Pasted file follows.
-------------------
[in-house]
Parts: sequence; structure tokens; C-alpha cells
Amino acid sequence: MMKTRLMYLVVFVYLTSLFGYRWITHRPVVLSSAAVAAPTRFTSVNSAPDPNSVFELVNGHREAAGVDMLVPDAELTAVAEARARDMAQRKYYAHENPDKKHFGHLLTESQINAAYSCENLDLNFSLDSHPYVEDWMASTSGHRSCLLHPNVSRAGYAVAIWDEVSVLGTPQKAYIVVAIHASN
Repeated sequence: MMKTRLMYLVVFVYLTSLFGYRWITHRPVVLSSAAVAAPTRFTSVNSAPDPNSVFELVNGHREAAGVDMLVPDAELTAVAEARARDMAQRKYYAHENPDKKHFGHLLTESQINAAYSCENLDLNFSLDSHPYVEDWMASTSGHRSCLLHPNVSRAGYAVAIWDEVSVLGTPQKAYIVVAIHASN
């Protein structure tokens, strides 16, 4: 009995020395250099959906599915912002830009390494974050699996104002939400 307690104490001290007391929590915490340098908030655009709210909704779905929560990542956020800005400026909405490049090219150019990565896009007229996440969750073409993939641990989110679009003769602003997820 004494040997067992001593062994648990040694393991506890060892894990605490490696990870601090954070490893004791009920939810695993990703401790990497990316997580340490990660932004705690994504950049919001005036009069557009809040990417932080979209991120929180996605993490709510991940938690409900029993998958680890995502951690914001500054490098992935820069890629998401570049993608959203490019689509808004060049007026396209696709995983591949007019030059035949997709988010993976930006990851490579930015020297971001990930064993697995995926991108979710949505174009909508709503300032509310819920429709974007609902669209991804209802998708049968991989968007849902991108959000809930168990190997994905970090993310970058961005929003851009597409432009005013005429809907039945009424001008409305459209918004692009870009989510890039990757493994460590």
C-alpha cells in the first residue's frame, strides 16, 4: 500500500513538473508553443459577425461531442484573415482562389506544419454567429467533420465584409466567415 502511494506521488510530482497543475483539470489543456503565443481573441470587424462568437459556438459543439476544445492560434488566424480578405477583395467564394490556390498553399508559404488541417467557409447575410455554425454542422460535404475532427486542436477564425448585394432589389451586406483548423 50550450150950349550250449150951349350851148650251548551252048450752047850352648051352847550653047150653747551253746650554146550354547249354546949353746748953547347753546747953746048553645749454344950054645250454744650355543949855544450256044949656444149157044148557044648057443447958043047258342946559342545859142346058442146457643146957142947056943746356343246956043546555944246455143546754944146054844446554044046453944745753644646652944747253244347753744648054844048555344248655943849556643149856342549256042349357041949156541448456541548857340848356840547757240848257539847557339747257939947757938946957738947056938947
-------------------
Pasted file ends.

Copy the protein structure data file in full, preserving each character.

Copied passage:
[in-house]
Parts: sequence; structure tokens; C-alpha cells
Amino acid sequence: MMKTRLMYLVVFVYLTSLFGYRWITHRPVVLSSAAVAAPTRFTSVNSAPDPNSVFELVNGHREAAGVDMLVPDAELTAVAEARARDMAQRKYYAHENPDKKHFGHLLTESQINAAYSCENLDLNFSLDSHPYVEDWMASTSGHRSCLLHPNVSRAGYAVAIWDEVSVLGTPQKAYIVVAIHASN
Repeated sequence: MMKTRLMYLVVFVYLTSLFGYRWITHRPVVLSSAAVAAPTRFTSVNSAPDPNSVFELVNGHREAAGVDMLVPDAELTAVAEARARDMAQRKYYAHENPDKKHFGHLLTESQINAAYSCENLDLNFSLDSHPYVEDWMASTSGHRSCLLHPNVSRAGYAVAIWDEVSVLGTPQKAYIVVAIHASN
């Protein structure tokens, strides 16, 4: 009995020395250099959906599915912002830009390494974050699996104002939400 307690104490001290007391929590915490340098908030655009709210909704779905929560990542956020800005400026909405490049090219150019990565896009007229996440969750073409993939641990989110679009003769602003997820 004494040997067992001593062994648990040694393991506890060892894990605490490696990870601090954070490893004791009920939810695993990703401790990497990316997580340490990660932004705690994504950049919001005036009069557009809040990417932080979209991120929180996605993490709510991940938690409900029993998958680890995502951690914001500054490098992935820069890629998401570049993608959203490019689509808004060049007026396209696709995983591949007019030059035949997709988010993976930006990851490579930015020297971001990930064993697995995926991108979710949505174009909508709503300032509310819920429709974007609902669209991804209802998708049968991989968007849902991108959000809930168990190997994905970090993310970058961005929003851009597409432009005013005429809907039945009424001008409305459209918004692009870009989510890039990757493994460590």
C-alpha cells in the first residue's frame, strides 16, 4: 500500500513538473508553443459577425461531442484573415482562389506544419454567429467533420465584409466567415 502511494506521488510530482497543475483539470489543456503565443481573441470587424462568437459556438459543439476544445492560434488566424480578405477583395467564394490556390498553399508559404488541417467557409447575410455554425454542422460535404475532427486542436477564425448585394432589389451586406483548423 50550450150950349550250449150951349350851148650251548551252048450752047850352648051352847550653047150653747551253746650554146550354547249354546949353746748953547347753546747953746048553645749454344950054645250454744650355543949855544450256044949656444149157044148557044648057443447958043047258342946559342545859142346058442146457643146957142947056943746356343246956043546555944246455143546754944146054844446554044046453944745753644646652944747253244347753744648054844048555344248655943849556643149856342549256042349357041949156541448456541548857340848356840547757240848257539847557339747257939947757938946957738947056938947